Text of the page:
“The Duke,” Arcolin began; Devlin interrupted him.

“It’s not Phelan’s company any more, sir, but yours.  Maybe you think Kieri Phelan would have sent him back north, but you can do what you want.”

He wanted Stammel back, but he wanted the Stammel who no longer existed, the Stammel who had not lost his sight because Arcolin agreed to a civilian’s request.  But he wanted Stammel back, here, to talk to, to steady the troops.

“They’ll need horses,” he said.  “Let me think–Stammel should have my ambler; he’s steady and a smooth ride.  He won’t have ridden in awhile.  Arñe or Doggal can ride the fast one I left up there.  And four more.  We don’t have four spares, unless we don’t move and send the wagon teams…or switch out mules…”

“I’ll take care of that, sir,” Devlin said.  “Thank you, sir!”

Arcolin wrote out the orders for Arñe.  He wanted to go himself, but the cohort could not afford to lose another senior person; the courier could take the orders back.  He wrote a letter of thanks to Marshal Harak and one each for the Captains of Tir and Falk.

Only a few days later, a small party of horse travelers proved to be the missing six, all wearing absurd floppy straw hats over their helmets.  Arcolin thought Stammel looked perfectly normal at first, and wondered if he had regained his sight, but then he saw Suli, riding beside him, touch his arm and take the rein of the horse.


So Stammel returns to the  Company.   But that’s not the whole story.


  • Comment by Sully — March 15, 2011 @ 7:51 pm


    Stammel is such a compelling character to me, I’m glad he’s going to still get some attention.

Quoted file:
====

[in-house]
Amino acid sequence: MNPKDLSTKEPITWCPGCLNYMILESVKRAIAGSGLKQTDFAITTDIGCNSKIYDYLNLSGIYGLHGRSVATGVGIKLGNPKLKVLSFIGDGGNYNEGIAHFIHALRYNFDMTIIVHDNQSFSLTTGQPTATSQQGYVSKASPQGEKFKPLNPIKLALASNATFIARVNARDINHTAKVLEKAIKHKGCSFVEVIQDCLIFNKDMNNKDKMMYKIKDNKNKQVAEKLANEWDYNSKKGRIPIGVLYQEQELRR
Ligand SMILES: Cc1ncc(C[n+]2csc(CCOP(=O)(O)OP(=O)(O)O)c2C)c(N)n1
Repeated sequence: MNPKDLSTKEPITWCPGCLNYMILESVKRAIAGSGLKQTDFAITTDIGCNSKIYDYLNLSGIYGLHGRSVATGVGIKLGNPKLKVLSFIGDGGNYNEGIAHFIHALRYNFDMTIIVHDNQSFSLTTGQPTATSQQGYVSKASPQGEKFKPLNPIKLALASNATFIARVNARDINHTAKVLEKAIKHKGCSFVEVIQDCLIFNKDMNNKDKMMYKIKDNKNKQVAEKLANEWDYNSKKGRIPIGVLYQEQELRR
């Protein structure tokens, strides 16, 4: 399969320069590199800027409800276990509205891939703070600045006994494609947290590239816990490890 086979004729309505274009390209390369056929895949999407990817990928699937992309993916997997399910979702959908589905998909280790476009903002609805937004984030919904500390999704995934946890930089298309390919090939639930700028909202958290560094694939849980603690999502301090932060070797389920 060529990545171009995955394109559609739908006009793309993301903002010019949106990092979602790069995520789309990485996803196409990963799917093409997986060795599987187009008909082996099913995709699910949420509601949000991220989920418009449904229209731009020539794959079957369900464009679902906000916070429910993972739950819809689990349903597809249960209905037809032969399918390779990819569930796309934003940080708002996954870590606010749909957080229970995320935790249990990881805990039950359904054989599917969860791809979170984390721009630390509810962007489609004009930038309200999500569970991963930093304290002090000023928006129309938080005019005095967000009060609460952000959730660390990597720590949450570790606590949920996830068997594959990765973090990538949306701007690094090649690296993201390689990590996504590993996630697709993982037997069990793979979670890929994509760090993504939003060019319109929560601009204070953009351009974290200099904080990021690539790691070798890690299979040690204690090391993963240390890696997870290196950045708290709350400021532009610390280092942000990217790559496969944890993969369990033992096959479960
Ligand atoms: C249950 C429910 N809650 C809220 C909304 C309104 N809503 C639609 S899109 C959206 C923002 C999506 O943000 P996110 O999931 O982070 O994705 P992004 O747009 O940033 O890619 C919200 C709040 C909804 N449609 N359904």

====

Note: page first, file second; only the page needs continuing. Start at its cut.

Thanks for these additional snippets.

  • Comment by elizabeth — March 15, 2011 @ 8:14 pm


    Stammel’s always been one of my favorites. His life has become markedly more difficult but he’s still and always will be Stammel, to his last breath.

  • Comment by Kerry (aka Trouble) — March 15, 2011 @ 8:25 pm


    Thank you, again. These snippets do make the wait easier to take.

  • Comment by Kerry (aka Trouble) — March 15, 2011 @ 8:26 pm


    Hmm…Your server does not appear to have migrated to DST – or does it live in a different time zone?

  • Comment by elizabeth — March 15, 2011 @ 10:09 pm


    Kerry, my computer hasn’t migrated, because it’s old and still thinks DST doesn’t start until sometime in April. Which I wish were true (actually, I wish DST didn’t exist, but that’s another rant.)

  • Comment by Nay — March 15, 2011 @ 11:37 pm


    Gah, I hate DST. It makes me think I get up at regular times when i get up at somewhere around what used to be 4 am.

    Anyway, Stammel is such a powerful and compelling personality, that even blind I’m glad he’s still got his fifteen seconds of fame.

    So, I’ve officially driven all my friends crazy with my countdown to this book. (Started as soon as I got the date) *chews on end of pencil* These snippets are good though. Thet do make the waiting easier. It’s too close to really be spoilerific…in my mind at least.

  • Comment by Roger — March 16, 2011 @ 2:10 am


    Got my book yesterday 🙂
    Now I know what to do after work today – thanks Elizabeth!
    Br//Roger (from sweden)

  • Comment by Louise — March 16, 2011 @ 2:32 am


    Yay! I came back from holiday and found my book waiting for me, so I picked it up yesterday. Could have actually picked it up last Thursday, if I’d been around. Am a bit sleepy this morning here in Amsterdam, but thank you Elizabeth for a wonderful, wonderful tale! I will start again on the train home today to go more in depth.

    Kind regards,


  • Comment by green_knight — March 16, 2011 @ 2:42 am


    Thanks for going there. No heroic death for Stammel (and, I hope, no death): alive and inconvenient to the plot, but still _Stammel_,.. and the characters have to deal with it, because life sometimes *is* inconvenient.

    I wanted read these anyway; now I want to read them even more.

  • Comment by elizabeth — March 16, 2011 @ 7:43 am


    If/when Stammel dies, it’s likely to be a heroic death because of who he is. Wrapping him in cotton wool isn’t likely to work. But we’ll see.

  • Comment by elizabeth — March 16, 2011 @ 7:44 am


    Happy for you! Thanks for letting us know (though I’m sure there’ll be champing at the bit of those who can’t get theirs yet.)